As Capcom’s first foray into survival horror on Nintendo’s 3DS, Resident Evil: Revelations does a fine job of proving big, horrendous things can come in tiny packages. Don’t be fooled by the size of the cartridge: This is a full-fledged adventure, easily as lengthy and immersive as Leon Kennedy’s adventure through Spain and Chris Redfield’s jaunt through Africa.
Revelations serves as a segway between Resident Evils 4 and 5. While there’s no mention of Leon or his mission, Chris and Jill are joined by a cast of new characters to flesh out the history of the Bioterrorism Security Assessment Alliance that plays such a huge role in the Africa mission.
What Revelations accomplishes over its approximate ten-hour main quest is plentiful. The story, although no less inane or contrived than any other in the franchise, does a good job of leading into Resident Evil 5. Control feels as tight and responsive as you could hope, even if the 3DS circle pad has its shortcomings. The amount of content unlocked after the first playthough gives the game solid replay value.
The game is split up into 11 episodes. For the first time since the first Resident Evil, Jill and Chris are both playable during the main quest. You also control another couple of characters at different times, both of whom are new to the franchise.
The new cast is forgettable for the most part, the sole exception being Keith Lumley, a young BSAA agent whose story arc mostly serves to tie the most tedious parts of the narrative together. What Keith brings to the table is a fair bit of light humor. His dual-wielding machete melee attacks also make him stand out among the rest of the playable characters.
If you’ve scoffed at the plot while playing the other titles in the series, Revelations isn’t going to change your perception of the tale Capcom’s weaving. Plot holes are plentiful and the dialogue is fairly expositional with a bit of attempted relationship-building.
This time much of the action alternates between two identical cruise ships and a snowy mountainside. A bioterrorism organization has engineered a strain of the T-Virus that can withstand immense aquatic pressure due to its use of a gene found in the ocean depths. Chris and Jill are sent to investigate separately, each with a new partner.
As the story unwinds, you come across bigger and badder abominations, from zombies infected by the newly-dubbed T-Abyss Virus to enormous fish that follow their quarry onto land. You’ll control Jill through most of the adventure, with Chris and Keith supplying respites from the dark corridors of the ships every once in a while.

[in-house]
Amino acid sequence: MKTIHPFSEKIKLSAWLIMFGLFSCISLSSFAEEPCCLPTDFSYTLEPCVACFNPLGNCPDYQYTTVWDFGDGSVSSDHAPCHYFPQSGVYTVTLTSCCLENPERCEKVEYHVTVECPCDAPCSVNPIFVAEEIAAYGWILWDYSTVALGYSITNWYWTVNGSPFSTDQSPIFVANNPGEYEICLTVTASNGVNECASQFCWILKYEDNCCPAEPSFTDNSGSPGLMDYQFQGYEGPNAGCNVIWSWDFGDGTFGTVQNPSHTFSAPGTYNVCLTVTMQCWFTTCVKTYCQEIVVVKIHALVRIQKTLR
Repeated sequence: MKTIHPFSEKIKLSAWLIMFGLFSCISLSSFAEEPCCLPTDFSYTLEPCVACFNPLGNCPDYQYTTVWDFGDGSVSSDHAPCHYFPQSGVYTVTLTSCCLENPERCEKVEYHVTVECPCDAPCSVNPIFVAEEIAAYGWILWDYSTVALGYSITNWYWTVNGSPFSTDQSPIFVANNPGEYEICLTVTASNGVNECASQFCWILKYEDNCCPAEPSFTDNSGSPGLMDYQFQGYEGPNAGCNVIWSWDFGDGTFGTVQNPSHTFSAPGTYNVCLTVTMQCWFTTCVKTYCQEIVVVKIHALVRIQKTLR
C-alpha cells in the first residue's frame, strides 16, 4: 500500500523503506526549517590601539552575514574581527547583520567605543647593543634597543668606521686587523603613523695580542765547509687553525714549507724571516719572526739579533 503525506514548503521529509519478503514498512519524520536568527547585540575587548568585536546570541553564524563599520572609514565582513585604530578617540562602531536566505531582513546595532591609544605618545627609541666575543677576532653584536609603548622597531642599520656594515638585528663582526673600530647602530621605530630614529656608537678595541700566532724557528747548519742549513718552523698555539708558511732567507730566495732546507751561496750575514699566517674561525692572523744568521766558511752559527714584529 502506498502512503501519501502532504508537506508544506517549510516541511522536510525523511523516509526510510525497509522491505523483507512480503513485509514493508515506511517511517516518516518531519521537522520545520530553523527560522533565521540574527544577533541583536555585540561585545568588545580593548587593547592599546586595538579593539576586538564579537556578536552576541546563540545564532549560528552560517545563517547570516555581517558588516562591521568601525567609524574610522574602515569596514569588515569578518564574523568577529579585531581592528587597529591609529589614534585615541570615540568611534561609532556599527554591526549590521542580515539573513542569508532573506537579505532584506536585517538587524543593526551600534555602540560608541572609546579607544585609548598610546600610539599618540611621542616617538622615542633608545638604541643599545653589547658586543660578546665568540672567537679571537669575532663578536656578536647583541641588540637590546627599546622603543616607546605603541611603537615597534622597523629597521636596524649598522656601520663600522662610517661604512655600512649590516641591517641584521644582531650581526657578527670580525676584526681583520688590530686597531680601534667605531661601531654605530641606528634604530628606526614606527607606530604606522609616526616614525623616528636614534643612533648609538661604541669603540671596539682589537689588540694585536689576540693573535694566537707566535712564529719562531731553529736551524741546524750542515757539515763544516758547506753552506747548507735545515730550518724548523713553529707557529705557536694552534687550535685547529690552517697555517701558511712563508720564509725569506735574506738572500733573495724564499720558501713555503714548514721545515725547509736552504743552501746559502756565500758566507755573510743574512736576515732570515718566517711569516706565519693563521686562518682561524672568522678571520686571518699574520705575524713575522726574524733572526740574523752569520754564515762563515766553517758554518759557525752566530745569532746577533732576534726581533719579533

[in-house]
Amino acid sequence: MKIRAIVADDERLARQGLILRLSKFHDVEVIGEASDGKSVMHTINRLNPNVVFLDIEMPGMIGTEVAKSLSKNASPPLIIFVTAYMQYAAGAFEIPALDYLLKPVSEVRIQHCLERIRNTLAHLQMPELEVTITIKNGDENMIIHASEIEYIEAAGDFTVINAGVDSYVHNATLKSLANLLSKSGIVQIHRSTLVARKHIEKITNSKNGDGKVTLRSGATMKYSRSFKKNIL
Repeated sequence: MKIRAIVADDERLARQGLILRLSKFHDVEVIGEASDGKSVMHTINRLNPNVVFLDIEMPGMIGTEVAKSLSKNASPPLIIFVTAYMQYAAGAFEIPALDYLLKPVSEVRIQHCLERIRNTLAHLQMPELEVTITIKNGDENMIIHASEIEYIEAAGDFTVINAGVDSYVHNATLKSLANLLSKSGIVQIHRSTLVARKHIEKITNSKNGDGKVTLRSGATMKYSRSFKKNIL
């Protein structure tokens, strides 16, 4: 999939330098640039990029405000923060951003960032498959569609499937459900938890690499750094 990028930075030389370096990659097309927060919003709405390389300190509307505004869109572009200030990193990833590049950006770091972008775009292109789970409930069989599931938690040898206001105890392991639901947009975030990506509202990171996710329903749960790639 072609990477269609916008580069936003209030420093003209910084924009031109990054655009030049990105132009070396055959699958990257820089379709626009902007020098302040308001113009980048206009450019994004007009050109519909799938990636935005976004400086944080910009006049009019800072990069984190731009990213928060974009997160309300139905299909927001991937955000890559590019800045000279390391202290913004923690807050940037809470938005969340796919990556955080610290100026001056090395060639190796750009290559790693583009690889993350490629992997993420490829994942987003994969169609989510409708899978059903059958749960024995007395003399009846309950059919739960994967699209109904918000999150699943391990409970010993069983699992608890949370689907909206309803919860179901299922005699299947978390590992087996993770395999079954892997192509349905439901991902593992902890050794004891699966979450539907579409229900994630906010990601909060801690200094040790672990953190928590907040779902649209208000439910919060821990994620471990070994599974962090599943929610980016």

When you switch characters, your inventory also changes to reflect each particular soldier’s strategy. As Jill’s portion of the quest progresses, she acquires every type of weapon available while Chris and Keith are pretty much stuck with what they begin with. This proves a bit of an annoyance, particularly when playing a New Game+ — the men’s weapons revert to standard-issue models while Jill keeps her super-powered arms.
The game progresses much like its two numbered predecessors. At the end of each episode you’re given a score — the requisite D to S Class system comes into play here. The better you do, the more BP is accumulated, though this isn’t something that makes sense until after the main quest is completed.
One very welcome feature in Revelations is the episode recap at the beginning of each mission. You know those annoying “Previously on …” scene compilations at the opening of every crime drama in existence? Those little segways serve a vital purpose in this game. With three different main characters to follow around, their respective missions and objectives could easily get muddled, especially when you take a break between chapters. These recaps keep things fresh and make Revelations stand out as the most cinematic entry in the Resident Evil series.
Even though the storytelling in the franchise isn’t the best, this chapter at least gives some weight to the acronym BSAA, which was tossed around in Resident Evil 5 without the least bit of foundation. The plot in Revelations may be a bit sloppy, but that couldn’t be further from the truth in terms of the visuals.